Using heat as an active tracer for aquifer characterization is a topic of increasing interest for providing complementary insights on groundwater flow and transport pathways. Groundwater temperature profiles are being extensively used in fractured and karst aquifers to provide a better understanding of the main flow and transport structures that dominate a system. Alluvial gravel aquifers are inherently heterogeneous as a consequence of their complex sedimentary architecture, with significant implications for reliable predictive contaminant transport modelling required in water resource management decision making. This heterogeneity is further accentuated by the existence of open framework gravel (OFG) facies, set within a sandy gravel matrix, that exhibit hydraulic conductivity up to three orders of magnitude higher than that of the matrix.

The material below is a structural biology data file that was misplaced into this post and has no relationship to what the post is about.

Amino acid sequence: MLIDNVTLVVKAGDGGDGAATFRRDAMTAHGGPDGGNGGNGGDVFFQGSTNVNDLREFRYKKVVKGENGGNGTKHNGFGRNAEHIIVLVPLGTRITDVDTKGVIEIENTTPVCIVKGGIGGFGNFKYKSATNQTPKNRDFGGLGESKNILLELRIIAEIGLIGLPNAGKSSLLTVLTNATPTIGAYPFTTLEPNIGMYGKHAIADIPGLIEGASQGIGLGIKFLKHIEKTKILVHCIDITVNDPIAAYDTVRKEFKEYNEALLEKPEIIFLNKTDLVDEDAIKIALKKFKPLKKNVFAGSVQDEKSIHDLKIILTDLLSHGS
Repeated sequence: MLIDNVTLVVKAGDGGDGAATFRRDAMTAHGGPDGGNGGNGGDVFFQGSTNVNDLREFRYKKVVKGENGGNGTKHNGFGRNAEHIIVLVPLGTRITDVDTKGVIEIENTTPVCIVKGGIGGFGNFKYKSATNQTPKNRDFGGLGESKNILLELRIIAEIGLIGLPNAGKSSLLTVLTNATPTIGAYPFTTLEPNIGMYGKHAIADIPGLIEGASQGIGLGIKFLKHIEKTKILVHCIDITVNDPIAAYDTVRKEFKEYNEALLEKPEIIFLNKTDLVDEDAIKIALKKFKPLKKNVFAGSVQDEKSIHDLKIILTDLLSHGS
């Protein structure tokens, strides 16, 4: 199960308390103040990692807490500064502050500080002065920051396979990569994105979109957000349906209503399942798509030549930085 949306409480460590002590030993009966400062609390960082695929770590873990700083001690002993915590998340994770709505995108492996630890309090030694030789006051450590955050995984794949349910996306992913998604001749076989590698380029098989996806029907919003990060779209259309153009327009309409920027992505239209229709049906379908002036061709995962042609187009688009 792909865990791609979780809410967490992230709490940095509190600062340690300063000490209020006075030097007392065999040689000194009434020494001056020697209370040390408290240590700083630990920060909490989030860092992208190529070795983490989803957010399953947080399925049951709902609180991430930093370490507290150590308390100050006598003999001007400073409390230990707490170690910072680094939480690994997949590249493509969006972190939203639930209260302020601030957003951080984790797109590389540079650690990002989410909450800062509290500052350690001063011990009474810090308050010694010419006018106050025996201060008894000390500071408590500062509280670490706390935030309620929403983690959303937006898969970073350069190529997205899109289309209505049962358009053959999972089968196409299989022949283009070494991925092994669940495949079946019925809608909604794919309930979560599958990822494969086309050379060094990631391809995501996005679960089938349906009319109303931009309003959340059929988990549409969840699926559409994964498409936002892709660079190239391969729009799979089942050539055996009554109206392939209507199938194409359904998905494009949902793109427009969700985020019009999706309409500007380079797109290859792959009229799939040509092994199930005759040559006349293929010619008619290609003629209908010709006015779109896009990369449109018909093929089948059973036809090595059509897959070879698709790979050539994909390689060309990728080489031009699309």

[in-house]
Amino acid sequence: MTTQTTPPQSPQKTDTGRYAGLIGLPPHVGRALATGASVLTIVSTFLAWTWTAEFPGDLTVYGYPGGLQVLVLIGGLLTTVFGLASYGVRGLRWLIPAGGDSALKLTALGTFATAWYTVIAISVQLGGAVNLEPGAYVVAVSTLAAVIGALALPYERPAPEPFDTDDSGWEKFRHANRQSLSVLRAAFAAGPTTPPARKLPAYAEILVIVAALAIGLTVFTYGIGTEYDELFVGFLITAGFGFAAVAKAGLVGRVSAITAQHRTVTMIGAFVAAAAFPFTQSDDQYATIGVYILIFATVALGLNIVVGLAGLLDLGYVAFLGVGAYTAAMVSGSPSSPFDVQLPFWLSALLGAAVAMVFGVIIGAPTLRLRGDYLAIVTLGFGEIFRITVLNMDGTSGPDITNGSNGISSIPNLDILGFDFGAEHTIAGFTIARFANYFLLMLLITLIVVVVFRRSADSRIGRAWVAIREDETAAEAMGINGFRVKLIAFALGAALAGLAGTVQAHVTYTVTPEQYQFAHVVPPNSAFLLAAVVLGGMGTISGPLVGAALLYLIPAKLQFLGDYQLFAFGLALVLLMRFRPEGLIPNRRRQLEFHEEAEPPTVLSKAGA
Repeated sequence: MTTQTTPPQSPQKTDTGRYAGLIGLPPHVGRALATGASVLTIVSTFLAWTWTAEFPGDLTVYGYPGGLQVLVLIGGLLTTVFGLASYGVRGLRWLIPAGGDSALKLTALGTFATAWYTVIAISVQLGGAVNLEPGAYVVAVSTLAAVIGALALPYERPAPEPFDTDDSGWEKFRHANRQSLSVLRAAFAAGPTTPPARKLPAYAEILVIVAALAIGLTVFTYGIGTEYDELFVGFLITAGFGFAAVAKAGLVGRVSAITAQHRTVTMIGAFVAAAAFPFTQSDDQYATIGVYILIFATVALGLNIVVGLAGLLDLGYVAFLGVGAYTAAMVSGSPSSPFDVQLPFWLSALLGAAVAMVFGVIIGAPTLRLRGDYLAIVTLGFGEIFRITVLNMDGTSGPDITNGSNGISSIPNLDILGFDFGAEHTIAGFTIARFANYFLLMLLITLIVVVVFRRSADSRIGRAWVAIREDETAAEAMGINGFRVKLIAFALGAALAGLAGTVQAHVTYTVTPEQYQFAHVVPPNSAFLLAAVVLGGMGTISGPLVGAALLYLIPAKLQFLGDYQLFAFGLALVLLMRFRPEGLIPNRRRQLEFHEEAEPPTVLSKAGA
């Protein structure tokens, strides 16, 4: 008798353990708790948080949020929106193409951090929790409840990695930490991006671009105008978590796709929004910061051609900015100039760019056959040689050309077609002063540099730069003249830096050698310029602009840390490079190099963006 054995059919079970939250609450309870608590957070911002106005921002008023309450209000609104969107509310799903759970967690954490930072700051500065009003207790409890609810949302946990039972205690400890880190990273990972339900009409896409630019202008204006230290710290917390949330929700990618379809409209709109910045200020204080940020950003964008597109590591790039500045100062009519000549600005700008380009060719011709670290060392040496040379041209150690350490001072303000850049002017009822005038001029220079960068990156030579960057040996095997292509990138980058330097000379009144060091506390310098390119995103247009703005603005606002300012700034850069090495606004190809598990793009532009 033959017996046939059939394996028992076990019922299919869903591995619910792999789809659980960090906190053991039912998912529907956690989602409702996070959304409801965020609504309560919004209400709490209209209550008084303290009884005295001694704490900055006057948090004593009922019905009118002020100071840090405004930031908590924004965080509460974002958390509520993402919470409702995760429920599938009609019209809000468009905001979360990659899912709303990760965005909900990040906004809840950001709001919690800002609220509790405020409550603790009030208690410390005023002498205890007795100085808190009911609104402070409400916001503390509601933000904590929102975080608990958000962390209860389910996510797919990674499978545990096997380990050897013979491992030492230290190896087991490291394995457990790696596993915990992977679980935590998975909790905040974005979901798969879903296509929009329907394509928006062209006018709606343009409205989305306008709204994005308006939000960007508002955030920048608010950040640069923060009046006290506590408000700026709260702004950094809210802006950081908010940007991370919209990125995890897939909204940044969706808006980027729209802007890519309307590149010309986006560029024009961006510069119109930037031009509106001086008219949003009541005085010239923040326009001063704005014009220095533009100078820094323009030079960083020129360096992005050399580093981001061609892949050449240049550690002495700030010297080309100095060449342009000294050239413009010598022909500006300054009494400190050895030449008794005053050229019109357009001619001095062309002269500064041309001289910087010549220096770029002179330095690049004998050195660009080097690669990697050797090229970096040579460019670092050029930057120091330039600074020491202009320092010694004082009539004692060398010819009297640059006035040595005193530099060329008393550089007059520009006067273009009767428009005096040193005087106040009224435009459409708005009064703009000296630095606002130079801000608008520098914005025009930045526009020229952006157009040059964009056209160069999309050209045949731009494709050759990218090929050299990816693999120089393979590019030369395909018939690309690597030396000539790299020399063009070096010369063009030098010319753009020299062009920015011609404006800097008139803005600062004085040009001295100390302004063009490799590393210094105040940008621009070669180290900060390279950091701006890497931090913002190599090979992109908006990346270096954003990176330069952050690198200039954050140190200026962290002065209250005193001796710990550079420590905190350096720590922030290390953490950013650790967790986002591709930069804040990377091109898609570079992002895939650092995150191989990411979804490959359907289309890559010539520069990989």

An extended heat and solute tracing experiment was undertaken at ESR’s experimental site at Burnham, 25 km southwest of Christchurch, NZ. During the experiment warm (37 degrees) Rhodamine WT solution was injected for 16 days and temperatures and RWT concentrations were periodically monitored in an array of 22 observation wells over an 80 days period. A three dimensional, dual species, transient, contaminant transport model has been developed to provide an understanding of how the two tracers moved through this highly heterogeneous aquifer. The concept of a dual domain system has been tested numerically against field observations, while inversion modelling of the underlying hydraulic conductivity field provides interesting results regarding the delineation of preferential flow paths and the characterization of the aquifer heterogeneity.